x Abu Dhabi, UAETuesday 23 January 2018

Year at the stumps that came up trumps

Osman Samiuddin goes over the biggest stories, flops and surprises throughout cricket in 2012.

Nasir Jamshed playing a shot during the second Twenty20 cricket match between Pakistan and Australia at Dubai Sports City cricket stadium in Dubai is considered by our writer, Osman Samiuddin, as the extraordinary event of the 2012 cricket season.
Nasir Jamshed playing a shot during the second Twenty20 cricket match between Pakistan and Australia at Dubai Sports City cricket stadium in Dubai is considered by our writer, Osman Samiuddin, as the extraordinary event of the 2012 cricket season.

Osman Samiuddin looks back over the biggest stories, flops and surprises throughout cricket in 2012.

Team of the Year

South Africa. These are uncertain times as far as results in Test cricket go, but South Africa looked worthy of being the top side this year, having beaten England in England and Australia in Australia. And they have looked better equipped to hang on than either of the previous teams ranked No 1.

Batsman of the Year

Alastair Cook had another dutifully good year and Hashim Amla is still purring along like a luxury car (Test average 70.93 this year, 58.64 since the start of 2008) but Michael Clarke trumped them all. He began the year with a triple century and then hit three more doubles hundreds, a record in itself. And none of them were ground out (only one double was with a strike rate of less than 70); all typically Clarke, light, fleet-footed and utterly significant. Special mention for Virat Kohli and his outstanding one-day international year.

Bowler of the Year

All and any left-arm spinners simply because they do not even get noticed let alone win any awards. But this has been a bumper year for the breed, beginning with Abdur Rehman in the UAE, Rangana Herath, the year's top Test wicket-taker, then Pragyan Ojha and Monty Panesar in the India-England series. And when even South Africa's Robin Peterson takes six wickets at Perth in his only Test in four years, then you know it has been a vintage year.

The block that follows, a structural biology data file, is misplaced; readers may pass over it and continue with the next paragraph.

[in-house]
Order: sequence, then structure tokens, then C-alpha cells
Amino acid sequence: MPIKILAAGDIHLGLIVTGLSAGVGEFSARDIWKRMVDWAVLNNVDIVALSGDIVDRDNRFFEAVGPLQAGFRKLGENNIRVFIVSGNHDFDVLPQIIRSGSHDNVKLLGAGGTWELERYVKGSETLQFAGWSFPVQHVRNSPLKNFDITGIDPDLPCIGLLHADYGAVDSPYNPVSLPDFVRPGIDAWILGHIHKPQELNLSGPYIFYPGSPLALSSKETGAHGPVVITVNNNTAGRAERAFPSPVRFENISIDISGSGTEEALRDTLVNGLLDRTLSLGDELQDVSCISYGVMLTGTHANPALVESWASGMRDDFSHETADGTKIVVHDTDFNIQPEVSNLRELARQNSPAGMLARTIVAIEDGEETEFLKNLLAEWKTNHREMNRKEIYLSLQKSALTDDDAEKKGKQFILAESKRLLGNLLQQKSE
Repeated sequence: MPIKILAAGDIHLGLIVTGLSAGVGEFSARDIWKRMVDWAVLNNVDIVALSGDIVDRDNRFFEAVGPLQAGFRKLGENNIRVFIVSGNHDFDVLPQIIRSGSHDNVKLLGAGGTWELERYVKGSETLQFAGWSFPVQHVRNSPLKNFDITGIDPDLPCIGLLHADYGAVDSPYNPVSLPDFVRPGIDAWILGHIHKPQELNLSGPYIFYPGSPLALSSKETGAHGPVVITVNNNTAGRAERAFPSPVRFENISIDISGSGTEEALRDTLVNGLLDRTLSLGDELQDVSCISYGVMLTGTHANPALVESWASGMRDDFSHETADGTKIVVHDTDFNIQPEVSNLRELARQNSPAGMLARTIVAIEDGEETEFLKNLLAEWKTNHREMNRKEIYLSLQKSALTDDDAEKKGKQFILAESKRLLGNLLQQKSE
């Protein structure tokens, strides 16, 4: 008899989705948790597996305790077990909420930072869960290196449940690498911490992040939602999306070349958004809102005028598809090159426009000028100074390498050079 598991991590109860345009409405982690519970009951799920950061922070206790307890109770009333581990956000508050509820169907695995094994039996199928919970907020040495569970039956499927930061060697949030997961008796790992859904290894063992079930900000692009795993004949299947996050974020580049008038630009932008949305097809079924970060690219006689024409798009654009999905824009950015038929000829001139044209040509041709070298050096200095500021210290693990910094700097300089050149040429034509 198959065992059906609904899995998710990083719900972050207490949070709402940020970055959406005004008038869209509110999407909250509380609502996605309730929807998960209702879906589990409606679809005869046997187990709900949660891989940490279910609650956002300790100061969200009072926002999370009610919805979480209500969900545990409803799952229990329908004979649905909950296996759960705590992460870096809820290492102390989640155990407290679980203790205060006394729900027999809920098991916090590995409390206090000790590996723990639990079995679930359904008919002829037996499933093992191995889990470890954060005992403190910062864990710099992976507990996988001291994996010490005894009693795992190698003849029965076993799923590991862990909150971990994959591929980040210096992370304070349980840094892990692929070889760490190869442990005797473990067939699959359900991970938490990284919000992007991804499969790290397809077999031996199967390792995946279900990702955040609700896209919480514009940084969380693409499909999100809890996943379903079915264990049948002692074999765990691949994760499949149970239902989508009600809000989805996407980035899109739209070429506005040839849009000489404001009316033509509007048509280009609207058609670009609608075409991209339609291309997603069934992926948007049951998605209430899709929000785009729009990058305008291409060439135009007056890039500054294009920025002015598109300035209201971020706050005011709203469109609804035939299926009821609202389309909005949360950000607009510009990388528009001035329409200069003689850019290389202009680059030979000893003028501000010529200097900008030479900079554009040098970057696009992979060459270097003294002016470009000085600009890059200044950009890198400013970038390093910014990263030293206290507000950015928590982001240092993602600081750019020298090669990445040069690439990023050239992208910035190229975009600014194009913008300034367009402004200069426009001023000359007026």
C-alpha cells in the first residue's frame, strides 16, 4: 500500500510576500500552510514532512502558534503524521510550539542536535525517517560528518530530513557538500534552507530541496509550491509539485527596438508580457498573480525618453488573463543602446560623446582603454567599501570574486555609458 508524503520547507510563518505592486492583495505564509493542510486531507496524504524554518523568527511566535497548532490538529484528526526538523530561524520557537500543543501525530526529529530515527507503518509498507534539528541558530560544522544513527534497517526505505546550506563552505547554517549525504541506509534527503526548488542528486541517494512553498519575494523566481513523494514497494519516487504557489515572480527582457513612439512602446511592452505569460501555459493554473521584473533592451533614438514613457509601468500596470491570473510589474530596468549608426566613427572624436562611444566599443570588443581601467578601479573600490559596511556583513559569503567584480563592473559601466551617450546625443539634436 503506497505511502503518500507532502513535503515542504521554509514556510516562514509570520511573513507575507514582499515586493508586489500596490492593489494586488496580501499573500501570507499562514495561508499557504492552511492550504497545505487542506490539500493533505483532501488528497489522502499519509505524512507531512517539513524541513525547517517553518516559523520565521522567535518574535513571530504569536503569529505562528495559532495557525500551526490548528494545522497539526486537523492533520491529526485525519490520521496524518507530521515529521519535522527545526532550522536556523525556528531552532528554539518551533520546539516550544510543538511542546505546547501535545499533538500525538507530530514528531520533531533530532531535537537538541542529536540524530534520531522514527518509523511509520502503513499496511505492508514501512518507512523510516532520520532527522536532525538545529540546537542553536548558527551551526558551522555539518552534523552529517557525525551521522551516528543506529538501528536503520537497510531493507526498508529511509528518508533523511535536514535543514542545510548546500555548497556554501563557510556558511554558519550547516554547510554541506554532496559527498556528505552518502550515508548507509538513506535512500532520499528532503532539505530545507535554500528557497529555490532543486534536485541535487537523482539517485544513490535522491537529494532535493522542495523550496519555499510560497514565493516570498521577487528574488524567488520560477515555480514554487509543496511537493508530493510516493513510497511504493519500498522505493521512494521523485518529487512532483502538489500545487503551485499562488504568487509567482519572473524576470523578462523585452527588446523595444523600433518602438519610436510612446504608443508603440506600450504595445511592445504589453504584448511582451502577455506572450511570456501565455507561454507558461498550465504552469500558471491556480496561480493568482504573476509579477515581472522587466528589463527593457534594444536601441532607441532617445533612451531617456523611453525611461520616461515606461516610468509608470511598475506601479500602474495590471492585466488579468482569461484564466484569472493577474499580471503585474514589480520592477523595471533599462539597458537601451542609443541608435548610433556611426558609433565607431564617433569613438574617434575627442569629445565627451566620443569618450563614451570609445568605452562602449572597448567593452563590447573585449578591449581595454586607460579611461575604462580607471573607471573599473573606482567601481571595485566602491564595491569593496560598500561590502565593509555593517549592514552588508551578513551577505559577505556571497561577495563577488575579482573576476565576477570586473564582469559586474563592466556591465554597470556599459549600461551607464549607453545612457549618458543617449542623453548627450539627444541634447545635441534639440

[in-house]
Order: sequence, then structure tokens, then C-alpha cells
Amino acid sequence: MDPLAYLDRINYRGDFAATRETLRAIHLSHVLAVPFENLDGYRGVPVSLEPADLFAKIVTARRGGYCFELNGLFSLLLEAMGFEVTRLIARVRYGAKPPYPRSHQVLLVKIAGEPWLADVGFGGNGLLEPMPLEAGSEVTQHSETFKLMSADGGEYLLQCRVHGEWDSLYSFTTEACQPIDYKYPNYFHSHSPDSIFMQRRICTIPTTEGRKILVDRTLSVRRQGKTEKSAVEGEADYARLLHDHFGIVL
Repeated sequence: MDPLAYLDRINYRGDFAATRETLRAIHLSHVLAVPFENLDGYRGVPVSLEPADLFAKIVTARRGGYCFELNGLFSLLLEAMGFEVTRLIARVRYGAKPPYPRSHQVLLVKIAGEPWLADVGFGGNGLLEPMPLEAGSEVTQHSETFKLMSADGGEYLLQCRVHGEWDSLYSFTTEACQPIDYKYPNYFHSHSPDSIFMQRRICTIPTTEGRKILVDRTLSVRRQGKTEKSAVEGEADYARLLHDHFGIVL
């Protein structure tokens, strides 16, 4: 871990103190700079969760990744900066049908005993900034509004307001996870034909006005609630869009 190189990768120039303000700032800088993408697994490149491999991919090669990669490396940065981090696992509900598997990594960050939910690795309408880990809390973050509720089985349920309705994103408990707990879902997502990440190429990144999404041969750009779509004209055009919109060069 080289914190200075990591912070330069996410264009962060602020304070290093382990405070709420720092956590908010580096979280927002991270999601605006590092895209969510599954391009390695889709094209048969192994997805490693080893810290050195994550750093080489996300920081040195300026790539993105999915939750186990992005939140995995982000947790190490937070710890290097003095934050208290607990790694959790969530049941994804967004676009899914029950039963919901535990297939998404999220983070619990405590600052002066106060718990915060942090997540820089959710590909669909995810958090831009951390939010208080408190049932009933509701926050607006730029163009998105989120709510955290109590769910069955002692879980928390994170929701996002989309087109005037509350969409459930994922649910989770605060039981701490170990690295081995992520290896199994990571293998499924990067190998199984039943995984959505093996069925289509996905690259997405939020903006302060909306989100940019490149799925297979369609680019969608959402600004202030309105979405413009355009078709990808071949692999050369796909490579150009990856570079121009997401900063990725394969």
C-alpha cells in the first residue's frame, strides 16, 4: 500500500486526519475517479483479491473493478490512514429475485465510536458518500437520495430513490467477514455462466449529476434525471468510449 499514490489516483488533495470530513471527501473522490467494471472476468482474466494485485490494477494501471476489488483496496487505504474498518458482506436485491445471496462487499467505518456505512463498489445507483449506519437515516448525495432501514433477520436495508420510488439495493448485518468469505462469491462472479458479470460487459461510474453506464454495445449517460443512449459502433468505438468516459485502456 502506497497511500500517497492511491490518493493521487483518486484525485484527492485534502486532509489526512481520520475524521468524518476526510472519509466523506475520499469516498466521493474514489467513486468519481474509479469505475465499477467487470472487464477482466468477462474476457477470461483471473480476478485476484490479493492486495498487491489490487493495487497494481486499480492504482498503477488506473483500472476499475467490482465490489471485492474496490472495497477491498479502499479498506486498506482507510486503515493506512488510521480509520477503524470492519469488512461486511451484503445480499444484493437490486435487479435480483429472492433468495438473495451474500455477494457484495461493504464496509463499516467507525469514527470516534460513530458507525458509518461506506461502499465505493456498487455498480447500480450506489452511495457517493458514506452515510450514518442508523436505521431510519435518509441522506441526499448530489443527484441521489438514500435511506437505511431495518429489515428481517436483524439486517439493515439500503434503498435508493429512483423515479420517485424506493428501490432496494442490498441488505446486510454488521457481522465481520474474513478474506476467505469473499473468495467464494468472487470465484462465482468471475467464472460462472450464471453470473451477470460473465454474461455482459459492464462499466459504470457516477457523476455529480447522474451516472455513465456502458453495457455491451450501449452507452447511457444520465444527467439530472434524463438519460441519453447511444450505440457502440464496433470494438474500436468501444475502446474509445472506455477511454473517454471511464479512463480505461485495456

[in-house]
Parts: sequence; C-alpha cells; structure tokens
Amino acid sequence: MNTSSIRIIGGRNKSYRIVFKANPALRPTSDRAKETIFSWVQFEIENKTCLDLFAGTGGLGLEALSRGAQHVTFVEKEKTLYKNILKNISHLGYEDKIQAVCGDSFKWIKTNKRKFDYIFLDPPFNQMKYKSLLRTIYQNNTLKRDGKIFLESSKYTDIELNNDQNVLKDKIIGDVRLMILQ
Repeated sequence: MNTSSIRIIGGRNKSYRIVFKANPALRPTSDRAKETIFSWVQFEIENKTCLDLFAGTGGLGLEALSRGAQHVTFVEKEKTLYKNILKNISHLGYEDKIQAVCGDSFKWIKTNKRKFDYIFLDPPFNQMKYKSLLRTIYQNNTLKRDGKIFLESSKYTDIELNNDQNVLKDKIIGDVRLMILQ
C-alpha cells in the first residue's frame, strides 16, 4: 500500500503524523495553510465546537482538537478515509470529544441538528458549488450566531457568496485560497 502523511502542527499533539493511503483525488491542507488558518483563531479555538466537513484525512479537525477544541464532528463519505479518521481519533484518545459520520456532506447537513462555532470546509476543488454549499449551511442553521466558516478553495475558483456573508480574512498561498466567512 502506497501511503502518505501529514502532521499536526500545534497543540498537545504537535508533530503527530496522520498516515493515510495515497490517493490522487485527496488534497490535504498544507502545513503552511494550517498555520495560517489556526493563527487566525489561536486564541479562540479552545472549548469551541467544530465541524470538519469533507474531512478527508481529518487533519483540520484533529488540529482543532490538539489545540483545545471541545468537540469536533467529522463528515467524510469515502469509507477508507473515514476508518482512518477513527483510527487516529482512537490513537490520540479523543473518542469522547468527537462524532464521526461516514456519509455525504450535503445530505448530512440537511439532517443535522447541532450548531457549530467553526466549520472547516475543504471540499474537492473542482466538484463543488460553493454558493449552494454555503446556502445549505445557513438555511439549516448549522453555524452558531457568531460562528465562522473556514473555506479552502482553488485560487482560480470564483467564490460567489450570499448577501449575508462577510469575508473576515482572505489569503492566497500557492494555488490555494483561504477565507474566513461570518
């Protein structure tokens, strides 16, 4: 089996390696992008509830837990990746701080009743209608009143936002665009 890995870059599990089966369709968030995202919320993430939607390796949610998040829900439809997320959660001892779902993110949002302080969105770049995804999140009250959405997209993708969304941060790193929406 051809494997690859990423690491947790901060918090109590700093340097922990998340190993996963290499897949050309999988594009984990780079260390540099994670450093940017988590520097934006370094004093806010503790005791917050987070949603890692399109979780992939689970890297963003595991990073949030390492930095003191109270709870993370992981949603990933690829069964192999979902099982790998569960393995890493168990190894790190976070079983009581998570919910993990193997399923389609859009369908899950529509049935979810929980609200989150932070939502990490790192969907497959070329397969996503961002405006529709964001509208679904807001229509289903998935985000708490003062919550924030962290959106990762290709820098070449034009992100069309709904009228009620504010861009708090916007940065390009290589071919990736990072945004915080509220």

Result of the Year

A wonderful and crazy year for Test results (England winning in India, Australia whitewashing India, Sri Lanka quietly sneaking past a resurgent Pakistan, South Africa comfortably beating England) but the one that set the tone for the year was Pakistan's whitewash of England in the UAE. Predicting a series win was only just on the right side of outlandish, but 3-0 was asylum-inducing stuff. The nature of the last two Tests - defending 145 and winning after being bowled out for under 100 - made it even more resonant.

Umpire of the Year

Mr D R System: he got less wrong decisions than any other umpire (certainly less than the real umpire of the year Kumar Dharmasena) and even made the right ones when he was not officiating.

Retirements of the Year

Rahul Dravid, VVS Laxman, Andrew Strauss, Ricky Ponting, Simon Taufel and Sachin Tendulkar … oh wait.

SMS of the Year

Kevin Pietersen. On Andrew Strauss. To South Africa.

Video of the Year

Pietersen's U-turn in making himself available for all forms of cricket for England in a tumultuous summer was not made to the England management directly. Instead it was released as a self-made video on YouTube (because if it is not on YouTube, then it is not real). Only Psy's Gangnam Style was more cringeworthy all year.

Tweeter of the Year

@KPGenius, the spoof account set up by a Richard Bailey, parodying the self-obsession of Pietersen. Of course it had nothing to do with Pietersen's England teammate Stuart Broad, a close friend of Bailey's.

Cheap imitations of the Year

Step up the Bangladesh Premier League and the Sri Lanka Premier League, loud, crass, tacky and not nearly as glamorous as the original Indian Premier League. Good news: next year, there will be more from Pakistan and the West Indies.

Fairy tale of the Year